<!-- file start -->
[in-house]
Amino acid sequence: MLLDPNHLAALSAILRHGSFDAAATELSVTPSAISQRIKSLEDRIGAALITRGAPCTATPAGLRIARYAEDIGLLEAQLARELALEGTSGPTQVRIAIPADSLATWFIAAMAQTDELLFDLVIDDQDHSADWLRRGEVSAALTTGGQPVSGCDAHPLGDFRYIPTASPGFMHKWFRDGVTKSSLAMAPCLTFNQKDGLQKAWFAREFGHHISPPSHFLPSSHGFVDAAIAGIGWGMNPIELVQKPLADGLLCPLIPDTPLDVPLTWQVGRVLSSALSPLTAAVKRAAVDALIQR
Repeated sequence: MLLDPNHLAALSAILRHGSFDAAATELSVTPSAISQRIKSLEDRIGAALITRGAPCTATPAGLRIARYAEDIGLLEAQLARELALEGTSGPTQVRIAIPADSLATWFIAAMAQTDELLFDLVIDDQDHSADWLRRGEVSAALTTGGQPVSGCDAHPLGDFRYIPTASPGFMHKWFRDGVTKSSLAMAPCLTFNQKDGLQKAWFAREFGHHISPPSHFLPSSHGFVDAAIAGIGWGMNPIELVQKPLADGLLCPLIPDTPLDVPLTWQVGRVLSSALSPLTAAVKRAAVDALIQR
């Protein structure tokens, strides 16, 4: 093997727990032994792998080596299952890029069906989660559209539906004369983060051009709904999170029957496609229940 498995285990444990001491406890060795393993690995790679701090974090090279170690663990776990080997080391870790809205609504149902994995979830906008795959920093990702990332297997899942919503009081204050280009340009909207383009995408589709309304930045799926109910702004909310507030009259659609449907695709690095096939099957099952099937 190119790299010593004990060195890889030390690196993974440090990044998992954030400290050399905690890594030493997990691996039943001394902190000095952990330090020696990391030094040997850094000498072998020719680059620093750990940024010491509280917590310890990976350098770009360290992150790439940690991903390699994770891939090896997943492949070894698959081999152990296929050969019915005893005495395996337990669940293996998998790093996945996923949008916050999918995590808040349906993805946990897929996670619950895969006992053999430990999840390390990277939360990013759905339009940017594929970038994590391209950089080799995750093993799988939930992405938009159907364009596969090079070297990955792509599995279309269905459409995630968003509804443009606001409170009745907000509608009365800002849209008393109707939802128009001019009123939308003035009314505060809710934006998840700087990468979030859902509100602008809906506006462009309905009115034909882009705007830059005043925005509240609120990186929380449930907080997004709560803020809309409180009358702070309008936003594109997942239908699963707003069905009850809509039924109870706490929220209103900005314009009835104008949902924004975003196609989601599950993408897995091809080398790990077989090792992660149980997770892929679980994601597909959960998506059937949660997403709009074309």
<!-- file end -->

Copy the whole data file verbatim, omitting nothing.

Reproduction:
[in-house]
Amino acid sequence: MLLDPNHLAALSAILRHGSFDAAATELSVTPSAISQRIKSLEDRIGAALITRGAPCTATPAGLRIARYAEDIGLLEAQLARELALEGTSGPTQVRIAIPADSLATWFIAAMAQTDELLFDLVIDDQDHSADWLRRGEVSAALTTGGQPVSGCDAHPLGDFRYIPTASPGFMHKWFRDGVTKSSLAMAPCLTFNQKDGLQKAWFAREFGHHISPPSHFLPSSHGFVDAAIAGIGWGMNPIELVQKPLADGLLCPLIPDTPLDVPLTWQVGRVLSSALSPLTAAVKRAAVDALIQR
Repeated sequence: MLLDPNHLAALSAILRHGSFDAAATELSVTPSAISQRIKSLEDRIGAALITRGAPCTATPAGLRIARYAEDIGLLEAQLARELALEGTSGPTQVRIAIPADSLATWFIAAMAQTDELLFDLVIDDQDHSADWLRRGEVSAALTTGGQPVSGCDAHPLGDFRYIPTASPGFMHKWFRDGVTKSSLAMAPCLTFNQKDGLQKAWFAREFGHHISPPSHFLPSSHGFVDAAIAGIGWGMNPIELVQKPLADGLLCPLIPDTPLDVPLTWQVGRVLSSALSPLTAAVKRAAVDALIQR
């Protein structure tokens, strides 16, 4: 093997727990032994792998080596299952890029069906989660559209539906004369983060051009709904999170029957496609229940 498995285990444990001491406890060795393993690995790679701090974090090279170690663990776990080997080391870790809205609504149902994995979830906008795959920093990702990332297997899942919503009081204050280009340009909207383009995408589709309304930045799926109910702004909310507030009259659609449907695709690095096939099957099952099937 190119790299010593004990060195890889030390690196993974440090990044998992954030400290050399905690890594030493997990691996039943001394902190000095952990330090020696990391030094040997850094000498072998020719680059620093750990940024010491509280917590310890990976350098770009360290992150790439940690991903390699994770891939090896997943492949070894698959081999152990296929050969019915005893005495395996337990669940293996998998790093996945996923949008916050999918995590808040349906993805946990897929996670619950895969006992053999430990999840390390990277939360990013759905339009940017594929970038994590391209950089080799995750093993799988939930992405938009159907364009596969090079070297990955792509599995279309269905459409995630968003509804443009606001409170009745907000509608009365800002849209008393109707939802128009001019009123939308003035009314505060809710934006998840700087990468979030859902509100602008809906506006462009309905009115034909882009705007830059005043925005509240609120990186929380449930907080997004709560803020809309409180009358702070309008936003594109997942239908699963707003069905009850809509039924109870706490929220209103900005314009009835104008949902924004975003196609989601599950993408897995091809080398790990077989090792992660149980997770892929679980994601597909959960998506059937949660997403709009074309």